This rationale of building on a solid foundation came from a few years of porting code. I have seen the memory manager rewritten too many times. You remember the guys that said, "You can't use alloc, it is inefficient. I read somewhere that you have to write your own to get any kind of performance from dynamic memory allocation." Always the reason was to improve performance. This piece of code then became a roadblock in the porting effort. Also, the code required the complete attention of a developer. I would say, "We are not in the operating system services business. We shouldn't be rewriting what the OS should provide. If the OS is not working, then develop to a better platform and quit supporting this garbage." They dismissed my comments as to hard-line. But I learned that we did not have a solid foundation because of all of the in-house developed services. The core service of memory management was now always a suspect. Many bugs were found in the memory manager. When something didn't work, were did you look for the problem? You had to go to the lowest layers and verify that the memory manager was not the source of the problem. Ironically the memory manager became the bane of the main platform as well. The system was taken to Intel to profile the product and suggest improvements. They pointed out that one of the trouble spots was the proprietary memory manager. It did not perform as well as the standard memory manager provided by the current version of the OS on the current hardware. The reason was that the OS people continued to develop and improve their services and to optimize their services for new hardware. The proprietary version, once debugged, was left "as is" and in a few short years become obsolete for the advances in hardware and operating systems. I relate this story because it is necessary to recognize the facets and subtle interplay in software development that the development process must recognize and support. If the memory manager would have had regression tests then it would not have been a suspect with every bug. If the developers would have delivered on the core business instead of optimizations of OS functionality they would have been better off in the long run. Agile has concisely described this as building the functionality that delivers value first, do it with the simpliest implemenation that meets the requirements, and use a test first design technique.
Since those times of which I described there have been some events that have occurred and set the stage for Maverick Development. One is the development of Java. The other is the acceptance of what is now termed Agile Methods.
Java has helped by reinforcing my idea that you shouldn't develop services that the OS should provide. This may be termed "don't reinvent the wheel" but it is much more than that. It is about letting others have their core business and trusting that they might be just as smart as you. It is amazing that the developers that were so concerned about performance and writing their own memory manager would ever accept Java.
Java was slow compared to anything we had seen for years. So, why did the same engineers that wrote their own memory manager embrace Java? Because, it was time to rewrite the system again or they wouldn't have a job! They had to sell management on another version of the product. They dropped the old buzzwords of web services, n-tier, peer-to-peer, and all the others. Regardless of the reasons the acceptance of Java has opened the door for me to try again to change the way software is developed. I have been quite for too many years. I love software development and it is time to present ideas and hopefully start meaningful discussions that lead to a revolutionary change in software development.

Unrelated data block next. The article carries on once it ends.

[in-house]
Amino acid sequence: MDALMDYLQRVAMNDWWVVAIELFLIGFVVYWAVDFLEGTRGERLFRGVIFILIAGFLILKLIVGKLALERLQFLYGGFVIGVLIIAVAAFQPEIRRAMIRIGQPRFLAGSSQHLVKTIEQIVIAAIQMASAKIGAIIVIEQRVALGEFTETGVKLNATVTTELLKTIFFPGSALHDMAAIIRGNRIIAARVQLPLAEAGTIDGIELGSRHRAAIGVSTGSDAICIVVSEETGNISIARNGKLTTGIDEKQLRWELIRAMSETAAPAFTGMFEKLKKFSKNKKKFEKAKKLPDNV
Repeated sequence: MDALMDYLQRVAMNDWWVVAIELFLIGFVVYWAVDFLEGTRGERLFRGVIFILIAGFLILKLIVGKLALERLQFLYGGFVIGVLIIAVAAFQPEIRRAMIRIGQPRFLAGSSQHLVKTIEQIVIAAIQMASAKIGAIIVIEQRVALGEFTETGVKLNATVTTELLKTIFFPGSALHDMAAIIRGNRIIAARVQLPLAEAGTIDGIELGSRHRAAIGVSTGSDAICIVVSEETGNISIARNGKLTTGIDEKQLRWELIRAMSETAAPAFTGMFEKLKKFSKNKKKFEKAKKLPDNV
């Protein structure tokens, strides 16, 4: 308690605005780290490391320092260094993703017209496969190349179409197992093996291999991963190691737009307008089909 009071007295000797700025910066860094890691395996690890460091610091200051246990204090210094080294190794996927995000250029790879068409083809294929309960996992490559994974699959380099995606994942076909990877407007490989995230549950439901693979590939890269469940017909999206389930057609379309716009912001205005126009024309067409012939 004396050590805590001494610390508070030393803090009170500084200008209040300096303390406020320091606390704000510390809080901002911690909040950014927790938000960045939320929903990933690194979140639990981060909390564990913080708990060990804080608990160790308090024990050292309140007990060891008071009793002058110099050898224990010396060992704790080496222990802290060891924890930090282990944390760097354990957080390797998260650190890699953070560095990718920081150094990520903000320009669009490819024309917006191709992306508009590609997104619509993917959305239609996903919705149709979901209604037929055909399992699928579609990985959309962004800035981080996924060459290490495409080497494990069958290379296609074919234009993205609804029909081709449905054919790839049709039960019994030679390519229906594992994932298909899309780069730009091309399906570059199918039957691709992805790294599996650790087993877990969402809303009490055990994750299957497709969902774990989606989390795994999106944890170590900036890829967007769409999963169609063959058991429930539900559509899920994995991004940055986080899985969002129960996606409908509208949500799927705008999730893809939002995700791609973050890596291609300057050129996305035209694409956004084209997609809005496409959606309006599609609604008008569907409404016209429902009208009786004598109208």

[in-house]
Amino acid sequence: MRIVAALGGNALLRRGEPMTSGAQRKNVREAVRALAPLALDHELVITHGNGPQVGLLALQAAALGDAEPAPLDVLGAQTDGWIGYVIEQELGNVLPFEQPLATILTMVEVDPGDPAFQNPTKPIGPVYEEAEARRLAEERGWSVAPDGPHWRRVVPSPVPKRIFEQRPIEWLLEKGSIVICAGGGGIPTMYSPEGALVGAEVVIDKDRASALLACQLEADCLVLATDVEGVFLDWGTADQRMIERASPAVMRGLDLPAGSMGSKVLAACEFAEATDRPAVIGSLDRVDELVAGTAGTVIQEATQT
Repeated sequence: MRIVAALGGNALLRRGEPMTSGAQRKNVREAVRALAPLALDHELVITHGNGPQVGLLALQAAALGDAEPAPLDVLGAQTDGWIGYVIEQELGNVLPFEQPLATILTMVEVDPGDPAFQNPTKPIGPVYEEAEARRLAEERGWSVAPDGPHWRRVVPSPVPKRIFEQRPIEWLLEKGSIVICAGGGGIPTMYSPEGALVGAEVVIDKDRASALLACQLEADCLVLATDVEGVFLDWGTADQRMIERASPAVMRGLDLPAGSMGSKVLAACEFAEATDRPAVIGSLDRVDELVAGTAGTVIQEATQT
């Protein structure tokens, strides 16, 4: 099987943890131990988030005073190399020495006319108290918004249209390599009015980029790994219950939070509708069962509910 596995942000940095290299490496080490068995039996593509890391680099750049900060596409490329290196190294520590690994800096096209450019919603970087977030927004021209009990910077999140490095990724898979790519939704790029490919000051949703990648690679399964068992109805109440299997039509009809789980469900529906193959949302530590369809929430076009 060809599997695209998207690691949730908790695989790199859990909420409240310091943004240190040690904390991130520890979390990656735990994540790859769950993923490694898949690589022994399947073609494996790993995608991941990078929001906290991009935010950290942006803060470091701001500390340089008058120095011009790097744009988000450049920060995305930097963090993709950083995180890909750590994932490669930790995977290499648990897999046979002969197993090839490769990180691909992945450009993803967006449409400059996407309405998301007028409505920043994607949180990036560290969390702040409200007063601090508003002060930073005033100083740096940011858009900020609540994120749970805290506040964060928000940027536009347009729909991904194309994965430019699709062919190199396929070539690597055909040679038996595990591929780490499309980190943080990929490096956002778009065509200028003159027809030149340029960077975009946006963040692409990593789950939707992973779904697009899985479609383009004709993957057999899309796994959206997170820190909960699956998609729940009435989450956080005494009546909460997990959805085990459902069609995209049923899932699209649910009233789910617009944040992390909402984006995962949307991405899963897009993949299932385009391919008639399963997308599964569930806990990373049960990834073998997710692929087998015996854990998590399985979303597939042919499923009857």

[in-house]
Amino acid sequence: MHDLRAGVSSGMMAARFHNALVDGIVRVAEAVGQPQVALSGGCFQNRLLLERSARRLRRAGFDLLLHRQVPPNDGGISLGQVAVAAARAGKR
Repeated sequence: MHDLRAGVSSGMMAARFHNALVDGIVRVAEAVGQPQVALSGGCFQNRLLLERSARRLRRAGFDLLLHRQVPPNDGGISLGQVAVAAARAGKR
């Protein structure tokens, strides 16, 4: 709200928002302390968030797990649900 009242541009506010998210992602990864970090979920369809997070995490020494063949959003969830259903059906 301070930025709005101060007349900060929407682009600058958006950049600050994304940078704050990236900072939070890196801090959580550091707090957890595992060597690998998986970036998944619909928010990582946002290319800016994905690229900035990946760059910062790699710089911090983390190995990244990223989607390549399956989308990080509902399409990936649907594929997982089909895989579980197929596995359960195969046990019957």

Agile methods have really helped in motivating me to gather my ideas and write this document. Honestly I am really shocked that agile methods have been accepted. The agile methods are addressing the same issues I have been concerned with for years. One of which is that of "the process doesn't allow us to go back and change the requirements." Finally in the name of agility you can go back and fix things that are wrong and work in a reasonable manner. But alas, as soon as you specify your ideas as a methodology, and there is some missing step for a specific situation, some manager that only knows the letter of the law will still say, "you can't do that, the process/methodology doesn't allow it." I have been doing research on XP for large teams and XP with Integration Testing. I have found many statements like, "XP doesn't do that" or "XP only does unit testing and Integration testing has to be added in a Waterfall fashion." Why do these managers "lock" XP down? I feel they lock it down because they do not understand the real problems and the appropriate solutions.
It reminds me of a 300 level fine arts class I had in college. Being a CS major and having artistic skills are not common and the application of logic to art is probably not something the Art Department was accustomed to. I remember learning of the masters, the great artists that had created a new style and had altered a norm and had become famous for their unique perspective and talent. Then in art class the instructor teaches you how to hold the brush in your hand, how to make the strokes, how to portray depth, how to do each and everything and then grade you on your conformance. If I painted just like Picasso then I would never be famous. I would be another painter that painted like Picasso. I had been taught what made a great artist and then told not to do the very things that made them great. I had been exposed to the model but taught to follow the method.